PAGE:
It’s almost 2013 and most ISPs still don’t care about IPv6 – heavy sigh. They prefer to give you a dynamic IPv4 which changes every 24 hours. (By the way, some of them are even more evil and dare to route you through a 10/8 network!)

That means if you want to reach your home connection remotely, you’re screwed. Dynamic DNS providers like DynDNS help(ed) you with that but they seem to turn into paid services faster than mushrooms grow after the rain. And I don’t want to pay for this kind of service that should come built-in with my ISP subscription IMO.

Fortunately, if you happen to have your own DNS server, here’s a solution: TSIG.

Server configuration

Here, I’m using nsupdate that comes with BIND. Note that you only need your primary DNS server to support TSIG since the primary server will automatically propagate updates to the secondaries.

TSIG uses shared secret keys to authenticate with the server. Let’s say I want to update a resource record named to match my current IP.

Generate the key pair:

dnssec-keygen -a HMAC-SHA512 -b 512 -n HOST

I’m using SHA512 since you don’t want to use the default HMAC-MD5 – quoting Wikipedia:

RFC 2845, which defines TSIG, specifies only one allowed hashing function HMAC-MD5, which is no longer considered to be highly secure. As of 2006, proposals are being circulated to allow RFC 3174 Secure Hash Algorithm (SHA1) hashing to replace MD5. The 160-bit digest generated by SHA1 should be more secure than the 128-bit digest generated by MD5.

This will generate the key pair, i.e. the public key named and the private key named

Now we need to tell BIND about our new key.

I’m creating a new file /etc/bind/named.conf.keys and including it from /etc/bind/named.conf to keep things tidy.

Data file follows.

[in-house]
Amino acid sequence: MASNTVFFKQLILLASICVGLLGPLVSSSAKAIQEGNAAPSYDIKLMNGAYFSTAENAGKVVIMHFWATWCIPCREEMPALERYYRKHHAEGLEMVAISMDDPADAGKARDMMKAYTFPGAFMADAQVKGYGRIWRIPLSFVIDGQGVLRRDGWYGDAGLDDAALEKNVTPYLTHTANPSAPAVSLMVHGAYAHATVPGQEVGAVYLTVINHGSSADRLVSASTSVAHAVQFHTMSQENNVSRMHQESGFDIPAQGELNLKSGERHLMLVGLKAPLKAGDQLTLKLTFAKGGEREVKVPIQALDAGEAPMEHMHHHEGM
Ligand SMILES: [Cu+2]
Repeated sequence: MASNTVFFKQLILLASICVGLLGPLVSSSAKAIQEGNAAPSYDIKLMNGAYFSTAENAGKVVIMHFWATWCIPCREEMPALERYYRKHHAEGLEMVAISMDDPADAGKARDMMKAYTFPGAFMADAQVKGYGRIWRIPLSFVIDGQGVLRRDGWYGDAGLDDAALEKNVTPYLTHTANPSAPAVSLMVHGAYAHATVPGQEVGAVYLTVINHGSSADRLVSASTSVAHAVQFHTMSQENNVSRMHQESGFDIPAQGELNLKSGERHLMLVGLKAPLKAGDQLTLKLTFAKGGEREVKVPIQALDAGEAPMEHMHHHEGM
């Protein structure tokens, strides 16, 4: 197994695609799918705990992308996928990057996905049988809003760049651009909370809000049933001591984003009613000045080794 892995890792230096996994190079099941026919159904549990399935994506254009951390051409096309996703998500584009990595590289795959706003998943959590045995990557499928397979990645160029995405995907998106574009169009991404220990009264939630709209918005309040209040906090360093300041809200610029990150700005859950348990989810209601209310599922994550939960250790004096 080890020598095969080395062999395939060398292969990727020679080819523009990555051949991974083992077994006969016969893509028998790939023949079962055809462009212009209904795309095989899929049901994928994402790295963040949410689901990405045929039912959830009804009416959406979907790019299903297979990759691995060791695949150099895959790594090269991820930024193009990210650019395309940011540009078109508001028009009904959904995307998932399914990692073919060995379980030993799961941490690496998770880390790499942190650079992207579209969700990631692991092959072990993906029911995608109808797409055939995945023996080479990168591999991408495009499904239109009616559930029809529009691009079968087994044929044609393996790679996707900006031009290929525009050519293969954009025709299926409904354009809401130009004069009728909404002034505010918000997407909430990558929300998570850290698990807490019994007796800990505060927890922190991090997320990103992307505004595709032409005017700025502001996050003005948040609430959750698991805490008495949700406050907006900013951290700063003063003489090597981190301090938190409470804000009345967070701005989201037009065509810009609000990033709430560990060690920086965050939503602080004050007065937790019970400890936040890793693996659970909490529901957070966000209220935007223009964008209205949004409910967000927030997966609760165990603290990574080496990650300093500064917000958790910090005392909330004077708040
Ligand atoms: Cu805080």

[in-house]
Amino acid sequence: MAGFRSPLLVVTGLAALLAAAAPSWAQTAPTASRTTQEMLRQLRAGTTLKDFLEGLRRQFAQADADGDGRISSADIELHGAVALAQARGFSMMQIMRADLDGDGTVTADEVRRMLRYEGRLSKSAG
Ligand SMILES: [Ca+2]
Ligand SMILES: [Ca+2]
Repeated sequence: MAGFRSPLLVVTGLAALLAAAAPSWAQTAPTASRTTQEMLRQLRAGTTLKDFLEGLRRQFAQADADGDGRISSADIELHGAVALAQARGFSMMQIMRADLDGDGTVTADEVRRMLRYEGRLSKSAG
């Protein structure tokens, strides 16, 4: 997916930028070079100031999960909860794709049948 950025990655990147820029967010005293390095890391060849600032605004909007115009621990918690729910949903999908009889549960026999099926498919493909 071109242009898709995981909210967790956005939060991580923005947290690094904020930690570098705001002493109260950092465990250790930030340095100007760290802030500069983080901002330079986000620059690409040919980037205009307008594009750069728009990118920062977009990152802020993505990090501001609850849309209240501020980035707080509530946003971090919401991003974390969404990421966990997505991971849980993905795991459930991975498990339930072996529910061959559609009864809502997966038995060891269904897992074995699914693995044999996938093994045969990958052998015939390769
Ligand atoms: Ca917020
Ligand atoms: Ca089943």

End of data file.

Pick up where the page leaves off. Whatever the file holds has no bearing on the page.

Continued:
include "named.conf.keys";

And here’s the contents of named.conf.keys:

key {
    algorithm HMAC-SHA512;
    secret "dummy+x8vikzlFlg2utQLo4Fyv3x+Ozd4+TgnPmsey+9pcyowrxFopr+Z8WPYqwP+WzPt+Vp9aVY3Ip2NZD7Jg==";

Following the principle of least required privileges, I’m allowing the client to update only its attached resource record by using update-policy:

zone "" {
    update-policy {
        grant name A;

Double check and reload BIND:

$ named-checkconf
$ /etc/init.d/bind9 reload

Client configuration

First of, transfer (securely!) both keys from your server to the client.

Then, make sure the nsupdate command is available (package dnsutils on Debian).

Finally, you need a cron task to send IP updates to your server. Here’s what I’ve done:

# /etc/cron.d/update-dyndns
*/5 * * * * root /usr/local/bin/update-dyndns
#!/bin/bash -eu

# fetch our current IP
MY_IP="$(curl -s"

# make sure we don't get some garbage
echo -n "$MY_IP" | grep -qE '\b((25[0-5]|2[0-4][0-9]|[01]?[0-9][0-9]?)(\.|$)){4}\b'

# update the RR
cat | nsupdate -v -k Ktoto.+NNN+NNNNN.private <<COMMANDS
update delete A
update add 300 A $MY_IP

Note that each new IP will increment the SOA serial. BIND is smart enough to not increment it if the IP has not changed. So, assuming your IP changes once a day, that means your serial will increment by one every day.

Test it

$ dig +noall +answer | tail -1        300   IN      A       MY.FUCKING.DYNAMIC.IPv4

Done! Damn you ISP!